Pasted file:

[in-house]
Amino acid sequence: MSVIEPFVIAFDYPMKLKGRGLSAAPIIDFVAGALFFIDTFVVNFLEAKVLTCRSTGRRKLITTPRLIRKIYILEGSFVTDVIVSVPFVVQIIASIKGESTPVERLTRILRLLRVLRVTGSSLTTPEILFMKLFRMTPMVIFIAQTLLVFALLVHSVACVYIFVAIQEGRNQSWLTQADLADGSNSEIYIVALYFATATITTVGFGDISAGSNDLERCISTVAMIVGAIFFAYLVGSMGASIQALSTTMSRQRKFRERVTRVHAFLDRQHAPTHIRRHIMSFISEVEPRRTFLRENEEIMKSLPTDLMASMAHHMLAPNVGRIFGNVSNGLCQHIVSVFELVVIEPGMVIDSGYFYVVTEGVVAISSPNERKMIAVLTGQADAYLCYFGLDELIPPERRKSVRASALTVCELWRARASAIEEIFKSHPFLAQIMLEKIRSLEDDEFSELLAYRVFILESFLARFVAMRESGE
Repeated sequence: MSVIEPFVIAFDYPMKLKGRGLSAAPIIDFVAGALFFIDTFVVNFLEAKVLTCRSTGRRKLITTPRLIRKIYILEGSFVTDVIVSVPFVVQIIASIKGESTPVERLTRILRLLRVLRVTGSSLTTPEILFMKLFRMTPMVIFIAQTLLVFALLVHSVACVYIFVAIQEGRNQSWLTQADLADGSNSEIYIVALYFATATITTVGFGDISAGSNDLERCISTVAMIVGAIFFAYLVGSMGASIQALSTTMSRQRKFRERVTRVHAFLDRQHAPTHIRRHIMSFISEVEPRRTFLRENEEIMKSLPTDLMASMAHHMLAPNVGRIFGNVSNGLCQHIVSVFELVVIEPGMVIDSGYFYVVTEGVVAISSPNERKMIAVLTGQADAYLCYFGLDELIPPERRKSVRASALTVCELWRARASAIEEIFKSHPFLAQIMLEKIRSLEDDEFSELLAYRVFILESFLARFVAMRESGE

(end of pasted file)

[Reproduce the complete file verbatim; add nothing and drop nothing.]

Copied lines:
[in-house]
Amino acid sequence: MSVIEPFVIAFDYPMKLKGRGLSAAPIIDFVAGALFFIDTFVVNFLEAKVLTCRSTGRRKLITTPRLIRKIYILEGSFVTDVIVSVPFVVQIIASIKGESTPVERLTRILRLLRVLRVTGSSLTTPEILFMKLFRMTPMVIFIAQTLLVFALLVHSVACVYIFVAIQEGRNQSWLTQADLADGSNSEIYIVALYFATATITTVGFGDISAGSNDLERCISTVAMIVGAIFFAYLVGSMGASIQALSTTMSRQRKFRERVTRVHAFLDRQHAPTHIRRHIMSFISEVEPRRTFLRENEEIMKSLPTDLMASMAHHMLAPNVGRIFGNVSNGLCQHIVSVFELVVIEPGMVIDSGYFYVVTEGVVAISSPNERKMIAVLTGQADAYLCYFGLDELIPPERRKSVRASALTVCELWRARASAIEEIFKSHPFLAQIMLEKIRSLEDDEFSELLAYRVFILESFLARFVAMRESGE
Repeated sequence: MSVIEPFVIAFDYPMKLKGRGLSAAPIIDFVAGALFFIDTFVVNFLEAKVLTCRSTGRRKLITTPRLIRKIYILEGSFVTDVIVSVPFVVQIIASIKGESTPVERLTRILRLLRVLRVTGSSLTTPEILFMKLFRMTPMVIFIAQTLLVFALLVHSVACVYIFVAIQEGRNQSWLTQADLADGSNSEIYIVALYFATATITTVGFGDISAGSNDLERCISTVAMIVGAIFFAYLVGSMGASIQALSTTMSRQRKFRERVTRVHAFLDRQHAPTHIRRHIMSFISEVEPRRTFLRENEEIMKSLPTDLMASMAHHMLAPNVGRIFGNVSNGLCQHIVSVFELVVIEPGMVIDSGYFYVVTEGVVAISSPNERKMIAVLTGQADAYLCYFGLDELIPPERRKSVRASALTVCELWRARASAIEEIFKSHPFLAQIMLEKIRSLEDDEFSELLAYRVFILESFLARFVAMRESGE